Can I just say that I absolutely hate Wednesdays. I have nothing against the day itself, just the fact that the group is always being held every Wednesday, and I can’t seem to get away from it. Katlego, our group counsellor, always starts with a prayer and then asks how everyone’s day was before she starts getting deeper into the stuff.
It always goes the same for Africa. She starts with a shy smile and rubs her hands together, looking anywhere but here in the circle that we have formed.
I am tired of having to hear the same stories over and over again. I don’t see the reason to be here because ever since I started this group, my feelings and views have not changed, not even a little bit. Anger still brews inside of me even though it has been a good three years.
“Thank you, Africa.” My brain snapped back into focus when Katlego thanked Africa for sharing her story that we had heard for the millionth time – apparently, talking about your feelings helps. Katlego’s eyes scanned around the room and landed on Linda. “Linda, you are next, how are you feeling?”
When Linda sat back down, Katlego’s eyes landed on me and she smiled. I let out a sigh, hoping that I didn’t get picked. I tried to stay hidden, but it didn’t seem like I had done such a great job. “Simbongile, you have been quiet this week. Are you okay?”
It’s crazy how she always knew that I was always quiet, but here she was, acting as if I was always talking. I shrugged, thinking that she would leave me alone if I didn’t open my mouth and speak.
“So you not okay?”
I pinched the bridge of my nose. I knew exactly what she was doing and it annoyed me even more. Probably when she looked on that wooden clipboard of hers she saw that today was the day I landed in prison. I had not forgotten; it didn’t matter how much I tried to forget.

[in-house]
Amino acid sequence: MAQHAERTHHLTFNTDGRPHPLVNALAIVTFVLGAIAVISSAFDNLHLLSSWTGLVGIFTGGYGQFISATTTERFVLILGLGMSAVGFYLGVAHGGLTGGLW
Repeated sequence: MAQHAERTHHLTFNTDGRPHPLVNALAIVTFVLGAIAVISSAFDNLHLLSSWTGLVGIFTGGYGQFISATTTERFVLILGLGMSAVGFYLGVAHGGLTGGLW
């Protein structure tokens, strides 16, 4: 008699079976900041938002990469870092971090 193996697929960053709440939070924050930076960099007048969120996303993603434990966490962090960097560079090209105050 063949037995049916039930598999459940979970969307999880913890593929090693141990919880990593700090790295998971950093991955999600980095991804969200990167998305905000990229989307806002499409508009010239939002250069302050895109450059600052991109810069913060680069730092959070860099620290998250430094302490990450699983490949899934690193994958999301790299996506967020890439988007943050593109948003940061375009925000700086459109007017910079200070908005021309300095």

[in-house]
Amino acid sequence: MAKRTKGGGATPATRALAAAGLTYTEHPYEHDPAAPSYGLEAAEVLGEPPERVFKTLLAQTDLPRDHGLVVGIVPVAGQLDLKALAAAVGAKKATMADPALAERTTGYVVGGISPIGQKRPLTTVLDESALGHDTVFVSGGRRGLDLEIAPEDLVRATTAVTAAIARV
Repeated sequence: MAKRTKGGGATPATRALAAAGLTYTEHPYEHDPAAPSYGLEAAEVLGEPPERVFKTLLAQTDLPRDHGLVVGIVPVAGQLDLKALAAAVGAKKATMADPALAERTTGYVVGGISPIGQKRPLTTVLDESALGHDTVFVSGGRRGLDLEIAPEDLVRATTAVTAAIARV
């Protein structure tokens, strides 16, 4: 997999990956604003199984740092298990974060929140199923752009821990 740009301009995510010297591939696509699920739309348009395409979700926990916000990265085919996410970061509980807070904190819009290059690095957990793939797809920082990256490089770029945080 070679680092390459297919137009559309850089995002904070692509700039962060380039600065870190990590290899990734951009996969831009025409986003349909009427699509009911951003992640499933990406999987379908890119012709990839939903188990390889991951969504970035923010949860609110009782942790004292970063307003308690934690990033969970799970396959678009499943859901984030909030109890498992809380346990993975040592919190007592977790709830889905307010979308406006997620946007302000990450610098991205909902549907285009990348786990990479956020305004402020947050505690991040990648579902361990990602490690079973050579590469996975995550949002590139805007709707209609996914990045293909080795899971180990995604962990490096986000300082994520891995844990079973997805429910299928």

“This is your safe space,” Katlego said, looking at me with those pitying eyes that she usually reserves for others. “Talking can help, and you will be free.”
I shook my head. “I don’t want to be free.” And that was the truth. I didn’t want any peace, or to be free. What I wanted was to make Junior suffer, make him pay for causing me so much pain and anger.
“Why is that?” Katlego pushed. I shrugged as I shut down again. I never wanted to talk about Junior or the pain that he had caused me or the betrayal of my sister and my own family for lying to me for so long.
“You have to talk. Keeping whatever you are feeling inside is not healthy.”
“And where will I start?” I folded my arms and let out a shaky breath, forming a fist to keep my fingers from trembling.
“At the beginning,” Katlego said softly as if not to spook me.
“What do guys even like?” I looked up at Missy. I had bought Junior so many socks for our anniversary or his birthdays that I was now sure he was sick of getting them, even though he wouldn’t say. I knew he never liked to hurt my feelings.
“I don’t know,” Missy shrugged, flipping through a magazine. Today it was so quiet at the antique store that we decided to laze around and do our stuff before we got any customers. “Colognes?
I sighed, flipping through a men’s magazine. I thought that they would provide me with a clue of what to buy but they only left me more confused. In just that second Sine walked in with a plastic bag, which I knew was our takeaway, and he left as fast as quickly as he came.
Sine picked me up later at my house, and just like always, he did not say much other than greeting me and telling me that I looked beautiful.
I was met by dozens of flower petals and balloons when I walked in, taking my breath away. Junior had always gone above and beyond for our anniversaries making it hard for me to top it.
“You look breathtaking,” he said, placing his hand on my waist and pulling me towards him.
He took out a box and handed it to me. With shaky hands, I took it. I wouldn’t even be this excited if it weren’t for Missy, who said that Junior might propose today. When I opened the box and I saw a necklace I tried so hard to hide my disappointment and my pricked heart from Junior, but he saw it before I could hide my facial expression.
“I can return it if you don’t like it and buy you something else.”
I shook my head. “Don’t be silly.” This was a diamond necklace. Anyone would be excited to have such a necklace but I was disappointed – it was not a ring.
“I brought you something too.” I handed him the gift bag and he took it with a smile. “No socks this time?”
I laughed, shaking my head no.
Do you think Simbongile is right to be disappointed? Why/why not?